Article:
- Demands for Autonomy
- At the time of independence the entire region expect Manipur and Tripura Comprised the state of Assam.
- The non – Assamese felt that the Assam govt was imposing Assamese language on them.
- So they began to demand political autonomy
- Some groups demanded a seperate country .
- A place where secessionist movement became strong was the Mizo hills in Mizoram.
- After Independence, the Mizo hills area was made an autonomous district within Assam.
- Some Mizos believe that they were never a part of British India, and therefore did not belong to the Indian Union. So they wanted to seceed from India.
- The secessionist feeling among the Mizos were strengthened by two incidents:
- In 1959, a famine broke out In Mizo hills. Assam govt failed to take adequate measures to face this famine.
- In 1961, the Assam govt made Assamese as the official language of the state.
- The Mizos’ anger led to the formation of Mizo National Front (MNF) under the leadership of Laldenga.
- MNF started armed campaign for Independence.
- They use Guerrilla War.
- They got support from Pak govt.
- The Indian security Forces strongly countered the movement .
Rajiv Gandhi – Laldenga Accord in 1986
- Mizoram was granted full- fledged statehood.
- MNF gave up secessionist movement.
- Laldenga became the CM of Mizoram.
- Now ,Mizoram is one of the most peaceful place in the region with a high literacy rate.
- In 1951, a section of Nagas under the leadership of Angami Zaphu Phizo declared independence from India.
- Phizo rejected all the promises of the government for a peaceful settlement.
- They began an armed struggle for getting sovereignty of Nagas.
- After a period of violent struggle, a section of Naga signed an agreement with the government of India and formed a state of Nagas inside Indian Union.
- Thus in 1963 the state of Nagaland came into existence.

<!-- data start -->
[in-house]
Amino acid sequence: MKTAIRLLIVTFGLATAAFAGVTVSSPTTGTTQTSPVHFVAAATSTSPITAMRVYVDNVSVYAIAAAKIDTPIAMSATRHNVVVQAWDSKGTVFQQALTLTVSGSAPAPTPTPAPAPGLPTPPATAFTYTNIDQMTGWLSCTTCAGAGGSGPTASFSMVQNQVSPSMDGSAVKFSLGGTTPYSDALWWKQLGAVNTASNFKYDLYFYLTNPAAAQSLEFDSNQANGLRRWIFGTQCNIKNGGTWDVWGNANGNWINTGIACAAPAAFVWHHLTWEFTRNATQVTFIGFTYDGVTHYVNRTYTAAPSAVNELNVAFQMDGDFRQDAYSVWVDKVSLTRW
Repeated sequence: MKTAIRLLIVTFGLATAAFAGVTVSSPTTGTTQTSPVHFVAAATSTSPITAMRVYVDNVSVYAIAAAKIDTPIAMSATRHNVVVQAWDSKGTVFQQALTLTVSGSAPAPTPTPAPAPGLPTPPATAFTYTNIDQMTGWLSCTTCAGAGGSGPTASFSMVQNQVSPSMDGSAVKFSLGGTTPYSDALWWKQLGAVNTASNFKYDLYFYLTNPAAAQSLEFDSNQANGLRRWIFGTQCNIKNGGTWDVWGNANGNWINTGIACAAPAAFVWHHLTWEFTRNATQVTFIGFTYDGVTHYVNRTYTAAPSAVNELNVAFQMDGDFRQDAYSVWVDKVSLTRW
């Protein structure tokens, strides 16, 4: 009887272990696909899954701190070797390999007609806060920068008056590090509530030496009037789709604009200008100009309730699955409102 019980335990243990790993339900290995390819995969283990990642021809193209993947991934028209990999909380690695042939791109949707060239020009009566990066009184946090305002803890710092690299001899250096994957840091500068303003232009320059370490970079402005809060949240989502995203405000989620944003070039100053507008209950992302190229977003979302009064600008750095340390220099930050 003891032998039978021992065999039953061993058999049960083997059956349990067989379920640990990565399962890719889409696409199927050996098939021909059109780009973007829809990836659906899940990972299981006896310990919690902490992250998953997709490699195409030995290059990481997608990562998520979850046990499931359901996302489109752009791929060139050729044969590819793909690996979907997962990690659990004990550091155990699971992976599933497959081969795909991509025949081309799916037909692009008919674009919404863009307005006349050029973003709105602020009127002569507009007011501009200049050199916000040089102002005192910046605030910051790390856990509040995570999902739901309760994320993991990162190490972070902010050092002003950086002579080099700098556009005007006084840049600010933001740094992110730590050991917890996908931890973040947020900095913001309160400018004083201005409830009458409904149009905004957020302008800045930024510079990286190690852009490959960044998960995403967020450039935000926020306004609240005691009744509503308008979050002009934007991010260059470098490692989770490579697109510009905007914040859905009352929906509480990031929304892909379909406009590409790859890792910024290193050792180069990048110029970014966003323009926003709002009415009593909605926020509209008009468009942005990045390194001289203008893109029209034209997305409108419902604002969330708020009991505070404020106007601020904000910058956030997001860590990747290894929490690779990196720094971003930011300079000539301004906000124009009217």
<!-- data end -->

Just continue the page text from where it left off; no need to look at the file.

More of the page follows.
- But the rebels were not ready to accept it.
- They continued the terrorist attack and guerrilla warfare against the government.
- The problem of Nagaland still remains unsettled.
Movement against Outsiders
- Local communities started agitation against the outsiders and the migrants.
- The migration of foreigners and non- Assamese into Assam gradually began to create unrest in the state.
- The Assameses feared that they might become a minority Within their own State and they might be forced to surrender their language and culture to others.
- They also feared that they would lose their control in economy and Politics.
- Thus they started a movement against the outsiders.
- In 1979 anti- foreign Movement by All Assam students’ Union was against:
- Illegal Migration
- Domination of outsiders
- Faulty Voters’ Register
- They demanded that outsiders entered after 1951 should be sent back.
- In 1985, Rajiv Gandhi signed Peace accord with AASU.
- As a result of accord, the Central govt agreed to send back all the migrants who came to Assam during or after the Bangladesh War (1971).
Lessons from Regional movements ( Accommodation and National Integration)
- Regional aspirations are a part of democratic Politics.
- The best way to respond to regional aspirations is democratic negotiations.
- The importance of power sharing .
- Regional imbalances in economic development create a feeling of regional discrimination.
- The federal system adopted by India Is a flexible arrangement to deal regional aspirations .
Liberation of Goa
- After Independence, the Nehru government was continuously requesting the Portuguese government to give back Goa.
- But they rejected this request .
- in 1961 Indian government sent an army to liberate the Goa, Daman and Diu.
- Indian army liberated these places within two days by the army operation in Goa called “Operation Vijai”.
- In 1987, Goa became a state of India Union.